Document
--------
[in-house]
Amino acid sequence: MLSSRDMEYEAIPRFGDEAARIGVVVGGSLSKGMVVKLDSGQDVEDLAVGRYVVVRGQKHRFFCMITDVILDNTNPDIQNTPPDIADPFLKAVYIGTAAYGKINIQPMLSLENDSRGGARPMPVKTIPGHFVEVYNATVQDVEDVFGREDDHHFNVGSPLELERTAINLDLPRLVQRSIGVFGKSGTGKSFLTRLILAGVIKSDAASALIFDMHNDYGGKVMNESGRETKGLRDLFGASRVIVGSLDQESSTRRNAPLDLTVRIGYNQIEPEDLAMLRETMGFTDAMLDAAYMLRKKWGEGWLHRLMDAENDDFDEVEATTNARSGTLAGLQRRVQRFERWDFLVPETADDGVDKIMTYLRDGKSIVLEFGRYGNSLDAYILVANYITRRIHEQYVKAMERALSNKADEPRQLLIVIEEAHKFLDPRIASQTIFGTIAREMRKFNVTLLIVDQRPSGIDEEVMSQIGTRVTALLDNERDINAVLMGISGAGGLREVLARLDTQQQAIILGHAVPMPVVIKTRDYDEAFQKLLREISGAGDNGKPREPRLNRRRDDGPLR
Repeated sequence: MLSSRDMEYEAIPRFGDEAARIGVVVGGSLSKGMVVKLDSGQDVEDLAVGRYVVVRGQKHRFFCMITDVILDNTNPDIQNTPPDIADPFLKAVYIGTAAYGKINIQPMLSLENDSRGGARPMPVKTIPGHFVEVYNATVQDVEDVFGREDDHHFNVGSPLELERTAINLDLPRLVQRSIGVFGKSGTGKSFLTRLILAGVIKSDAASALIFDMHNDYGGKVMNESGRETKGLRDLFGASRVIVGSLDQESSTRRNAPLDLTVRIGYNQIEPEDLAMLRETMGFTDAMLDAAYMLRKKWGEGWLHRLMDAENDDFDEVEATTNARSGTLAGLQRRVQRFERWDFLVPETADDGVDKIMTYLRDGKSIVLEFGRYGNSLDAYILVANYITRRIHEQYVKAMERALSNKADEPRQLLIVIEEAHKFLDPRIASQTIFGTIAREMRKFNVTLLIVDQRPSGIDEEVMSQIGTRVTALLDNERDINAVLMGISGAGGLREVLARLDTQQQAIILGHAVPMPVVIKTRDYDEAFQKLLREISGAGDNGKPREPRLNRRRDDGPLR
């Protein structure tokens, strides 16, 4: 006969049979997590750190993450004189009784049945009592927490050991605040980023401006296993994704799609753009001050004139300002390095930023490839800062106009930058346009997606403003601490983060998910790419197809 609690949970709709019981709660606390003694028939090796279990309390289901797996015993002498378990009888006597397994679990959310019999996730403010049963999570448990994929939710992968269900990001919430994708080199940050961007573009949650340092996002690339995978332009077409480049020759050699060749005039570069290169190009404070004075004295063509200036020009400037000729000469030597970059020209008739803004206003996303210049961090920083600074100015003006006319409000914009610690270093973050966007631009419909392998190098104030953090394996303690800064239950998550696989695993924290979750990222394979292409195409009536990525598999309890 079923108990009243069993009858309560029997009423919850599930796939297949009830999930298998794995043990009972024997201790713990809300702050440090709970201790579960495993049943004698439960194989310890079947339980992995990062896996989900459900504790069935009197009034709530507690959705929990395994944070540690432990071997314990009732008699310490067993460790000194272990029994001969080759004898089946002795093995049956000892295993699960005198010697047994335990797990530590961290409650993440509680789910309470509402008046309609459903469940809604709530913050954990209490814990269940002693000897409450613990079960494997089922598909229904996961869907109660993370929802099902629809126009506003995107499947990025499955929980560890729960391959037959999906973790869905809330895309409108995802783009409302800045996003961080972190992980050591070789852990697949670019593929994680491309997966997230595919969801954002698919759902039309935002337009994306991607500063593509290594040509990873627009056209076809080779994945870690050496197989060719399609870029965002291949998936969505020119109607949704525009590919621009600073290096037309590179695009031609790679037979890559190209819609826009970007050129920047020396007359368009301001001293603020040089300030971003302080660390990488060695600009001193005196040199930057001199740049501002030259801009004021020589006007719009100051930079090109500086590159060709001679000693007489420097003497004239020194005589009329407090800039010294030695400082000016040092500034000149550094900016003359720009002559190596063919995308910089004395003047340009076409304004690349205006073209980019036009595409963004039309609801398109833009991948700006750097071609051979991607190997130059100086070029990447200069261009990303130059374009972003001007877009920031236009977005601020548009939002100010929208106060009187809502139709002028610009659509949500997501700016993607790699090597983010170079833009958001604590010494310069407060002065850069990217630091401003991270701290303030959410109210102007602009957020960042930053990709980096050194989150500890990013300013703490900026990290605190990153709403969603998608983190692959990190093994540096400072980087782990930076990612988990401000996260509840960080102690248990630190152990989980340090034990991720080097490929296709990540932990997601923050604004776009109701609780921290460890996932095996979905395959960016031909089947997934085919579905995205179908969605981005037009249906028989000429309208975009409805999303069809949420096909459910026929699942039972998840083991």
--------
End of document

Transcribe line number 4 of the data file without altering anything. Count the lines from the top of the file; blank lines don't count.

């Protein structure tokens, strides 16, 4: 006969049979997590750190993450004189009784049945009592927490050991605040980023401006296993994704799609753009001050004139300002390095930023490839800062106009930058346009997606403003601490983060998910790419197809 609690949970709709019981709660606390003694028939090796279990309390289901797996015993002498378990009888006597397994679990959310019999996730403010049963999570448990994929939710992968269900990001919430994708080199940050961007573009949650340092996002690339995978332009077409480049020759050699060749005039570069290169190009404070004075004295063509200036020009400037000729000469030597970059020209008739803004206003996303210049961090920083600074100015003006006319409000914009610690270093973050966007631009419909392998190098104030953090394996303690800064239950998550696989695993924290979750990222394979292409195409009536990525598999309890 079923108990009243069993009858309560029997009423919850599930796939297949009830999930298998794995043990009972024997201790713990809300702050440090709970201790579960495993049943004698439960194989310890079947339980992995990062896996989900459900504790069935009197009034709530507690959705929990395994944070540690432990071997314990009732008699310490067993460790000194272990029994001969080759004898089946002795093995049956000892295993699960005198010697047994335990797990530590961290409650993440509680789910309470509402008046309609459903469940809604709530913050954990209490814990269940002693000897409450613990079960494997089922598909229904996961869907109660993370929802099902629809126009506003995107499947990025499955929980560890729960391959037959999906973790869905809330895309409108995802783009409302800045996003961080972190992980050591070789852990697949670019593929994680491309997966997230595919969801954002698919759902039309935002337009994306991607500063593509290594040509990873627009056209076809080779994945870690050496197989060719399609870029965002291949998936969505020119109607949704525009590919621009600073290096037309590179695009031609790679037979890559190209819609826009970007050129920047020396007359368009301001001293603020040089300030971003302080660390990488060695600009001193005196040199930057001199740049501002030259801009004021020589006007719009100051930079090109500086590159060709001679000693007489420097003497004239020194005589009329407090800039010294030695400082000016040092500034000149550094900016003359720009002559190596063919995308910089004395003047340009076409304004690349205006073209980019036009595409963004039309609801398109833009991948700006750097071609051979991607190997130059100086070029990447200069261009990303130059374009972003001007877009920031236009977005601020548009939002100010929208106060009187809502139709002028610009659509949500997501700016993607790699090597983010170079833009958001604590010494310069407060002065850069990217630091401003991270701290303030959410109210102007602009957020960042930053990709980096050194989150500890990013300013703490900026990290605190990153709403969603998608983190692959990190093994540096400072980087782990930076990612988990401000996260509840960080102690248990630190152990989980340090034990991720080097490929296709990540932990997601923050604004776009109701609780921290460890996932095996979905395959960016031909089947997934085919579905995205179908969605981005037009249906028989000429309208975009409805999303069809949420096909459910026929699942039972998840083991």